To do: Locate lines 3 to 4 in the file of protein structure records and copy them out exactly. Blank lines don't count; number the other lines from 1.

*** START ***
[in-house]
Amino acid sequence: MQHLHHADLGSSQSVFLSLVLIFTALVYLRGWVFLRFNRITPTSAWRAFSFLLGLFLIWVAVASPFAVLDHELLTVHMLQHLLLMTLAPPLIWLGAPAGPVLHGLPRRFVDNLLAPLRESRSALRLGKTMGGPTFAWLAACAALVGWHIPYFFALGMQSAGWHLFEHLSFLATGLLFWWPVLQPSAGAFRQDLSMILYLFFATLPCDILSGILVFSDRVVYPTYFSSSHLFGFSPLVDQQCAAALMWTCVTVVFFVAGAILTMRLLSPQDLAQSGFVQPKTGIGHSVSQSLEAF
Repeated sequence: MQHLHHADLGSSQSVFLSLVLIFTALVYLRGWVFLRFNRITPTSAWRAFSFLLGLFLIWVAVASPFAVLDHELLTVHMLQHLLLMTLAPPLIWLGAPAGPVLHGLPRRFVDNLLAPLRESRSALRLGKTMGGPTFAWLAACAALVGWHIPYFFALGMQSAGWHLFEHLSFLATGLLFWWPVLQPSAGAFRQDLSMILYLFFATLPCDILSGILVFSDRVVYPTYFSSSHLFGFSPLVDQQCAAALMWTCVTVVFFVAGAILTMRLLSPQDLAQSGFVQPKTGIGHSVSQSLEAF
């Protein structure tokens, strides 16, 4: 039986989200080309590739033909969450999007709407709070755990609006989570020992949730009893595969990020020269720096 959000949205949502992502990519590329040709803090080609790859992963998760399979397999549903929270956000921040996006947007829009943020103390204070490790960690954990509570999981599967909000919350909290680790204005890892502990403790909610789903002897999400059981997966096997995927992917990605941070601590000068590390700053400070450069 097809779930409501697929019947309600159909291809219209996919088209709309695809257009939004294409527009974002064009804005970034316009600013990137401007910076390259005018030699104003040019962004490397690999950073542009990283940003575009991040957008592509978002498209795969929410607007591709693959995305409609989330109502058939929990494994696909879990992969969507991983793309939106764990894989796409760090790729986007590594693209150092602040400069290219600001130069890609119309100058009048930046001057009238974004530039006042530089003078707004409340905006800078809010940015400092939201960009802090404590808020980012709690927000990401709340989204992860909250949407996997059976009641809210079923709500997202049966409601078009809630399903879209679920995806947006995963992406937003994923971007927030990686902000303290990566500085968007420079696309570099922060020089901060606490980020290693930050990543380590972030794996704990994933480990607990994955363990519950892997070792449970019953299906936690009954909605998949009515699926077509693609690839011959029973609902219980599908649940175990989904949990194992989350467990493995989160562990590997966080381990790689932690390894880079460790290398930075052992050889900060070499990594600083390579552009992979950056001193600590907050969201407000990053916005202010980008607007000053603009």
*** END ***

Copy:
Repeated sequence: MQHLHHADLGSSQSVFLSLVLIFTALVYLRGWVFLRFNRITPTSAWRAFSFLLGLFLIWVAVASPFAVLDHELLTVHMLQHLLLMTLAPPLIWLGAPAGPVLHGLPRRFVDNLLAPLRESRSALRLGKTMGGPTFAWLAACAALVGWHIPYFFALGMQSAGWHLFEHLSFLATGLLFWWPVLQPSAGAFRQDLSMILYLFFATLPCDILSGILVFSDRVVYPTYFSSSHLFGFSPLVDQQCAAALMWTCVTVVFFVAGAILTMRLLSPQDLAQSGFVQPKTGIGHSVSQSLEAF
């Protein structure tokens, strides 16, 4: 039986989200080309590739033909969450999007709407709070755990609006989570020992949730009893595969990020020269720096 959000949205949502992502990519590329040709803090080609790859992963998760399979397999549903929270956000921040996006947007829009943020103390204070490790960690954990509570999981599967909000919350909290680790204005890892502990403790909610789903002897999400059981997966096997995927992917990605941070601590000068590390700053400070450069 097809779930409501697929019947309600159909291809219209996919088209709309695809257009939004294409527009974002064009804005970034316009600013990137401007910076390259005018030699104003040019962004490397690999950073542009990283940003575009991040957008592509978002498209795969929410607007591709693959995305409609989330109502058939929990494994696909879990992969969507991983793309939106764990894989796409760090790729986007590594693209150092602040400069290219600001130069890609119309100058009048930046001057009238974004530039006042530089003078707004409340905006800078809010940015400092939201960009802090404590808020980012709690927000990401709340989204992860909250949407996997059976009641809210079923709500997202049966409601078009809630399903879209679920995806947006995963992406937003994923971007927030990686902000303290990566500085968007420079696309570099922060020089901060606490980020290693930050990543380590972030794996704990994933480990607990994955363990519950892997070792449970019953299906936690009954909605998949009515699926077509693609690839011959029973609902219980599908649940175990989904949990194992989350467990493995989160562990590997966080381990790689932690390894880079460790290398930075052992050889900060070499990594600083390579552009992979950056001193600590907050969201407000990053916005202010980008607007000053603009």